It feels strange to write again. When quarantine started and we were truly “hidden away” from the world, I thought I would find myself pouring words onto pages and posting them every step of the way. But when all predictability evaporates from your life, you cannot expect to be the same person you were. Our trips were all cancelled this year, like they were for millions of people – Montreal, Vancouver, Switzerland, and Banff National Park were on the original roster. Friends’ weddings were postponed; birthdays happened via Zoom. I feel deeply grateful that I was able to get married in 2019.
We’re still healthy, and we’re still here. As life in the city began to open up again, I started to find myself slowly forgetting about the realities of 2020. Not all at once, and not for more than a few moments at a time. I’d be sitting (socially distanced) across from a friend at an outdoor table stationed precariously in a lane of traffic, and I’d stand up for *just a second* without immediately putting on my mask, my mind wandering to an earlier time – I’d realize my mistake in an instant, clasp my hand over my mouth like I’d just screamed out an insult, and snap back into the now. I know that is a weird example, especially for an avid mask-wearer (NY Strong – like everybody should be)! I guess my point here is that the ability to forget for even one second is a beautiful gift. It gives me hope that one day, we can put it behind us for good. It won’t always be inside of us.
We did not get a chance to road trip through Canada this month like we had planned, so instead we chose to explore a little closer to home. We spent just over a week meandering through NY State and staying at Airbnbs, from the Finger Lakes to Niagara Falls. I’m posting at a delay, but it feels good to be posting at all. I didn’t expect to have the gift of traveling anywhere this year, and I still don’t know if my writing will feel the same. Let’s see together.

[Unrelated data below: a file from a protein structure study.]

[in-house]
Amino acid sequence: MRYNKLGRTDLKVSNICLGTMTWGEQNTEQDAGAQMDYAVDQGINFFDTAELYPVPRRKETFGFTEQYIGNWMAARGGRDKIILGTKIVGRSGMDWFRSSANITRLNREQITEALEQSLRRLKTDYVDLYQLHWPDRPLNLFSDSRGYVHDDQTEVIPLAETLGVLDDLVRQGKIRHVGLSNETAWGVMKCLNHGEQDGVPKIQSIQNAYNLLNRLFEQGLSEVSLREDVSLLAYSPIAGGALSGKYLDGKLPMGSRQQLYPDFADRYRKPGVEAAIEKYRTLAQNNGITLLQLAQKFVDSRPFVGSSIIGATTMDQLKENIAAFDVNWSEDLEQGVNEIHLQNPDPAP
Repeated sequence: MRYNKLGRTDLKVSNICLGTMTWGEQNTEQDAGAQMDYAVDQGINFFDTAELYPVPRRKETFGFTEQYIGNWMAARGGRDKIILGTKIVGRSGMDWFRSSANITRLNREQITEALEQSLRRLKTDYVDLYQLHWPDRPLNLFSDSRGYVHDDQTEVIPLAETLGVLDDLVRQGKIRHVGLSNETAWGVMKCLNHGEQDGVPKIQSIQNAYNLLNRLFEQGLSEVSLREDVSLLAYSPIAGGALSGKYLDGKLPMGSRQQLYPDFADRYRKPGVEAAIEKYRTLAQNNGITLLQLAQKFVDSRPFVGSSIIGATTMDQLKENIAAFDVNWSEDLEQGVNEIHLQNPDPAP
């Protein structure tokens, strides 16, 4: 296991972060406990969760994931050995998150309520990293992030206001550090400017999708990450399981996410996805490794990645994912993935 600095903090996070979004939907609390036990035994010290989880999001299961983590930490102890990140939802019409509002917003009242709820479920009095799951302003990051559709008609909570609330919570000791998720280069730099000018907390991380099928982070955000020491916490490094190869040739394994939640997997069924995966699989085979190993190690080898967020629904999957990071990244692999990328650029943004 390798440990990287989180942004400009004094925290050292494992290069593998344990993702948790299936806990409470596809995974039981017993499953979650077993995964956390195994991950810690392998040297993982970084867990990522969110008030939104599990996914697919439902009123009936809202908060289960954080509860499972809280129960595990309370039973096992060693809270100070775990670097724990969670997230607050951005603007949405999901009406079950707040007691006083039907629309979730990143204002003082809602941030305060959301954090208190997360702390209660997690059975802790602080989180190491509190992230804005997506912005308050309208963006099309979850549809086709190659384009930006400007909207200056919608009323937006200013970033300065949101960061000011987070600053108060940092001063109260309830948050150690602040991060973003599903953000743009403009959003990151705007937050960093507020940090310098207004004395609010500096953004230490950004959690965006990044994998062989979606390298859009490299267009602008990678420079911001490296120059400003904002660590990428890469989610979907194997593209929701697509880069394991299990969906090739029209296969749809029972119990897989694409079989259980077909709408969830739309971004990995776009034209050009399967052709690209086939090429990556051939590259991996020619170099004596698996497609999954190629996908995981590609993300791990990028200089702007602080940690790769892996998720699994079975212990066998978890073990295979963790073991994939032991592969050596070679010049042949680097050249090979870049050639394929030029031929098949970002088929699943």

We set off early in the morning with an espresso-filled mug shaped like a camera lens, courtesy of my mother (slash cat-sitter). The road felt open and easy.
Our first few days would be spent in Hammondsport along Keuka Lake, an area of the Finger Lakes we didn’t explore in the packed mini-bus wine tours of years past. Upon arriving in the area, we wasted no time and quickly settled down onto some bar stools for a flight of beer at the Brewery of Broken Dreams. We felt comfortable sitting indoors for the first time since March only because our table was by itself at the end of a long hallway past the bathrooms. It felt like being in a boozy time-out chair.
Our home for the next few days was a quaint tiny house tucked into a little bit of land on the side of a scantily used road. The lake was just in front and accessed by a set of steep wooden stairs built into the hillside. Behind the house is thick woods, crackling when the wind swirls through.
As we clumsily attempted to start the firepit, I found myself wondering how much one can really “travel” in areas so close to home. Will I ever feel that surge of “away-ness” if I know I am this close to what is familiar? I hope to see fresh layers of newness while I am here. And to think more about why I need that feeling so much.